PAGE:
By Laurence Gibson, El Paso Group chair
On December 12, President Trump signed a provision to permanently protect Castner Range in El Paso’s Franklin Mountains into law.
El Paso’s U.S. Rep. Beto O’Rourke, who introduced the act, called it a monumental victory for those who have worked decades to preserve the “crown jewel of West Texas.”
The provision is a big deal — it saves a huge piece of land from commercialization, giving El Paso a very visible green belt on its east side to be enjoyed by all. Hopefully, we’ll be hiking there soon.
El Paso is divided by the nation’s largest urban park, running along the west side of the Franklin Mountains, created by Sierrans and other hardworking environmentalists 40 years ago. The east side of the mountains is another story, with the Mountain Park residential area at the north end and Government Hills on the south. In between lies the ugly Cemex quarry still eating away at our Franklins, and the 7,081-acre Castner Range sweeping from the heights all the way down to U.S. 54.
Really, this land had the ultimate in protection: a random sprinkling of unexploded ordnance left behind after the Army stopped target practice there. It was off limits to all.
Nevertheless, developers and chamber-of-commerce types drooled at the prospect of buying pieces of it to “grow El Paso.” Several years ago funding was finally approved to study clearing the unexploded ordnance from this beautiful land that blooms with yellow poppies most every spring. Then finally the clearing operation began in early 2017, and with it the clamor for land sales along U.S. 54.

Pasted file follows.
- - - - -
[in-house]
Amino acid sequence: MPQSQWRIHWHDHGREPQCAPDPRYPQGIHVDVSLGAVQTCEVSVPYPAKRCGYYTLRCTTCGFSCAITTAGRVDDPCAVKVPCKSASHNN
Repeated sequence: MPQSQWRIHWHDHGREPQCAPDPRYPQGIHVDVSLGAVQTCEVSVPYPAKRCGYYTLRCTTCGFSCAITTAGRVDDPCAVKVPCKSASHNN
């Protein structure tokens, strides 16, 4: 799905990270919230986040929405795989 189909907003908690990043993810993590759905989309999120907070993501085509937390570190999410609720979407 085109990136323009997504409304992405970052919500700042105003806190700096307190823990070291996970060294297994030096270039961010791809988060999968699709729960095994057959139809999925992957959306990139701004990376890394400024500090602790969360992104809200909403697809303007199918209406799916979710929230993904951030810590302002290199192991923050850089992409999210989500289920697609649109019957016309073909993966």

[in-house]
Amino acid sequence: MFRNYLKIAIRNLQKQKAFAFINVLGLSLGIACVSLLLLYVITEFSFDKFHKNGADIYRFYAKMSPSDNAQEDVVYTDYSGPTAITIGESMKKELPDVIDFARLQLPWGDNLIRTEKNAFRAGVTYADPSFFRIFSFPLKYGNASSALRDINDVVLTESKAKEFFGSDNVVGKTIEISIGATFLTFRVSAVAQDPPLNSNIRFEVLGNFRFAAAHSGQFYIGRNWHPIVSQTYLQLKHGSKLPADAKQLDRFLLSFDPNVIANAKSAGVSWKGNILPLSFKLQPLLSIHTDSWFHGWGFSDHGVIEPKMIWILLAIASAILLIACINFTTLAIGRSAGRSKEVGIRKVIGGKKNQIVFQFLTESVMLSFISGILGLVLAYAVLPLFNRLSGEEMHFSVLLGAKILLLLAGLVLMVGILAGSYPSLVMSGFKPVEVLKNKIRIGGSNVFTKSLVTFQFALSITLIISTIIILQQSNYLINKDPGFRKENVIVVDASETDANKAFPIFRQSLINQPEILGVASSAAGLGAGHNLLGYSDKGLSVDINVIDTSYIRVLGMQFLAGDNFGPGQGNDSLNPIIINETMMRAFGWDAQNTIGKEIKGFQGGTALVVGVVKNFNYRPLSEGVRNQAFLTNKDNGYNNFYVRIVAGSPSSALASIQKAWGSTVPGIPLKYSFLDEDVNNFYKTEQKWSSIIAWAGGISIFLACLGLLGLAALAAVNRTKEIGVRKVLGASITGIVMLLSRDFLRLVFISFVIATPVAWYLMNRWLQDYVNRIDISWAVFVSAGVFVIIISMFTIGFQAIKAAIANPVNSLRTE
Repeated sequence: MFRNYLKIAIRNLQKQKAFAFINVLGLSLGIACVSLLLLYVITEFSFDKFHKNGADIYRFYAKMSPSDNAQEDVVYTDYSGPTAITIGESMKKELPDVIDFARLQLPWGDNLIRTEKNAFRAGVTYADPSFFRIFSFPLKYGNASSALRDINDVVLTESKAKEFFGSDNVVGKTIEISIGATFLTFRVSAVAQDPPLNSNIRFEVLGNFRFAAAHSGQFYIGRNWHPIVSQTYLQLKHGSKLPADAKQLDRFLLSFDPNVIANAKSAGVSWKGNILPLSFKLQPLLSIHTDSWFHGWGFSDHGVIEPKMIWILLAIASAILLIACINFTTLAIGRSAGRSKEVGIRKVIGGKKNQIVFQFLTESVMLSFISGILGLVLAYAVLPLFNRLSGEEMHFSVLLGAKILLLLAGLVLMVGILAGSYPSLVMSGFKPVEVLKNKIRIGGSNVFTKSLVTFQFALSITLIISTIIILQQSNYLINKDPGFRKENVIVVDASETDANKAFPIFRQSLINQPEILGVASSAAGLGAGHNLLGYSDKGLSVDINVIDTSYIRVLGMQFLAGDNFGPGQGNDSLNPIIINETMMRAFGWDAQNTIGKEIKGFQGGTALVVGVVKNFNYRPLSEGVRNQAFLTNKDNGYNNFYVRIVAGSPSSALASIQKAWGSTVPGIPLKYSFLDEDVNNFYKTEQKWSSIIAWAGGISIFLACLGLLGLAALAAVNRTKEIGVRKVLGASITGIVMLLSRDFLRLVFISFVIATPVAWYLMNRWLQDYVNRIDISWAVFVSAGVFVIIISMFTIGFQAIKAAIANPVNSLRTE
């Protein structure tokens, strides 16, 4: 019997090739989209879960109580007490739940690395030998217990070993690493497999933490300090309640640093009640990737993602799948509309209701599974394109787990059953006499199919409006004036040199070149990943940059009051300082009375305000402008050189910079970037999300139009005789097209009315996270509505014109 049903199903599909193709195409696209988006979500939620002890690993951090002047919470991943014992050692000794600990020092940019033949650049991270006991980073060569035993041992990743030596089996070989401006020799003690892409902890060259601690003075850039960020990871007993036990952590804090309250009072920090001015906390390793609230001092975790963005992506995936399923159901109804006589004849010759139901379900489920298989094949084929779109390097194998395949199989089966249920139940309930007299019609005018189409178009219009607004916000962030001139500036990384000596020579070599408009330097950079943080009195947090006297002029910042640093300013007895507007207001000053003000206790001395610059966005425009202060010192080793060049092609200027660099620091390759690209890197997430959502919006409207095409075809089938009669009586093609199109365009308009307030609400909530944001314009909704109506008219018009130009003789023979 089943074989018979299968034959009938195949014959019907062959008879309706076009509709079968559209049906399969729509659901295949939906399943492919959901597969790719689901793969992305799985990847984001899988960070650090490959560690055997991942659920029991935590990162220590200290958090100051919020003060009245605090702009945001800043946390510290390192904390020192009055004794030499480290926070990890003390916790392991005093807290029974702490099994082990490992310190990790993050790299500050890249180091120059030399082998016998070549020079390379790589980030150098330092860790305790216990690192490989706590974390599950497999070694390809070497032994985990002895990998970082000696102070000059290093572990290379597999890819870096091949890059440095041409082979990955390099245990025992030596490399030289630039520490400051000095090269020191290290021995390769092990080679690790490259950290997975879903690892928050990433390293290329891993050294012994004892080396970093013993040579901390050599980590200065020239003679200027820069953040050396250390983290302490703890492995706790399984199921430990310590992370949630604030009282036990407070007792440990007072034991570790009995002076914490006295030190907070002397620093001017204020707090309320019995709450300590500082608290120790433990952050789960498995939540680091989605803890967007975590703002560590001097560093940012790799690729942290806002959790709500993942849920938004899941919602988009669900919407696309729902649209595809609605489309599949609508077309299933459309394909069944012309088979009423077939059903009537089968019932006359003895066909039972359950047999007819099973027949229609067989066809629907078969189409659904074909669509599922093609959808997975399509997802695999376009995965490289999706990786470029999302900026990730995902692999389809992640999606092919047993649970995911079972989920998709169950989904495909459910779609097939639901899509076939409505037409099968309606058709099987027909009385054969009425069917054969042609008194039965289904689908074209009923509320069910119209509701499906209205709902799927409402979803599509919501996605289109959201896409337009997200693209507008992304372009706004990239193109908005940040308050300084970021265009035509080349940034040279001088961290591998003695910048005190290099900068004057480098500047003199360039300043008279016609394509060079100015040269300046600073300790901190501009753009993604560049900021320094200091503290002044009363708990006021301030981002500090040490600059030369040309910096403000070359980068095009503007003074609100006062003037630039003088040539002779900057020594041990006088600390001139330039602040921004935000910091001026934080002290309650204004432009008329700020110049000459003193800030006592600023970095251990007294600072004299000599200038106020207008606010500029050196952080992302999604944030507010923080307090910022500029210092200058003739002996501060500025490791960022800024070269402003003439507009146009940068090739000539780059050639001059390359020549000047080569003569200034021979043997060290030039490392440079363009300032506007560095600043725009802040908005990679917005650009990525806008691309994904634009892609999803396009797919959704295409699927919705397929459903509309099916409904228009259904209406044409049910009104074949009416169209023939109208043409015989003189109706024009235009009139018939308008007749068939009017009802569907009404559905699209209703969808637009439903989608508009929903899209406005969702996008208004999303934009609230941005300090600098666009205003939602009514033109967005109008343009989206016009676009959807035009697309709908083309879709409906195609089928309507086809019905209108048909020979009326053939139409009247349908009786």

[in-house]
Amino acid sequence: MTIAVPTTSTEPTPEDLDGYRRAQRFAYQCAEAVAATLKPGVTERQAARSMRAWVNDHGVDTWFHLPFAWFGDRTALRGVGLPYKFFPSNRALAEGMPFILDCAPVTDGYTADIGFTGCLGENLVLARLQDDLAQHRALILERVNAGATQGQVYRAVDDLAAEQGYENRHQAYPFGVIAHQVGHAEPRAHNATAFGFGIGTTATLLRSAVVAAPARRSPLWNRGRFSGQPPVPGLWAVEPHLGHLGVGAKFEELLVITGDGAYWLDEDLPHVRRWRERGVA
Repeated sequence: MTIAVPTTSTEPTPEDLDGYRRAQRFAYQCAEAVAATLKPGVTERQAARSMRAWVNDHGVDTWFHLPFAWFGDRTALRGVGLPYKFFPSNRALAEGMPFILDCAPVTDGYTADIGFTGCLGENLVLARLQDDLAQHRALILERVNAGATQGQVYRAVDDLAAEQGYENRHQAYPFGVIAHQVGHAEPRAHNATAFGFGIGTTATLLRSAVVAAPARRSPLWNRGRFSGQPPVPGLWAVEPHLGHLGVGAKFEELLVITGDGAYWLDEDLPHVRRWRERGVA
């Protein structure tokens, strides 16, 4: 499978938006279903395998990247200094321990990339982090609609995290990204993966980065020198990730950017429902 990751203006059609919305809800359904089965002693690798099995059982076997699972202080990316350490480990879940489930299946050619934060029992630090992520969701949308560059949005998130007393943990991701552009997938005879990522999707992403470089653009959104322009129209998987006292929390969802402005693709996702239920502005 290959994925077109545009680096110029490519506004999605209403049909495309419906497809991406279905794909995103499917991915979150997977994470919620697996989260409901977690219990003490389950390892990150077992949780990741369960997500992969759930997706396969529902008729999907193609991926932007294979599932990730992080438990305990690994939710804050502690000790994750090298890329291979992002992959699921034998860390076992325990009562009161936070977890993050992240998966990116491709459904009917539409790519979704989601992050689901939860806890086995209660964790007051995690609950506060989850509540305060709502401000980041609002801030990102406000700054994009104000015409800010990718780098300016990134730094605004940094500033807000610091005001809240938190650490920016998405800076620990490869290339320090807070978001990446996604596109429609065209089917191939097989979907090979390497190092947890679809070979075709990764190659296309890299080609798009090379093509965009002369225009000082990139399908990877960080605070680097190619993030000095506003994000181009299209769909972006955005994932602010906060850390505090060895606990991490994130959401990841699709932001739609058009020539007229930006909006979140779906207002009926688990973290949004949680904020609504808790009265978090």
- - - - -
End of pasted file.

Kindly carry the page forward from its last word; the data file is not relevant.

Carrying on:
El Pasoans turned out by the thousands, overflowing meetings to show the Army we wanted to preserve the beautiful poppy fields and roadless slopes leading up to the crest of the Franklins. We thought perhaps Obama would give us a National Monument designation in the waning months of his presidency. But word was the Department of Defense wanted to keep the land.
So last spring, Rep. O’Rourke cleverly inserted protection for the land into this year’s National Defense Authorization Act. Naturally, the president signed it, no National Monument stigma to raise his ire. The provision prevents commercial enterprise, roads, use of vehicles and the construction of buildings on the land.
“Today’s environmental win ensures Castner is preserved for all El Pasoans, Texans and Americans to enjoy,” O’Rourke said, “Further, it preserves an important former military training facility — a reflection of El Paso’s strong relationship to Fort Bliss and its longstanding military and veterans’ community.”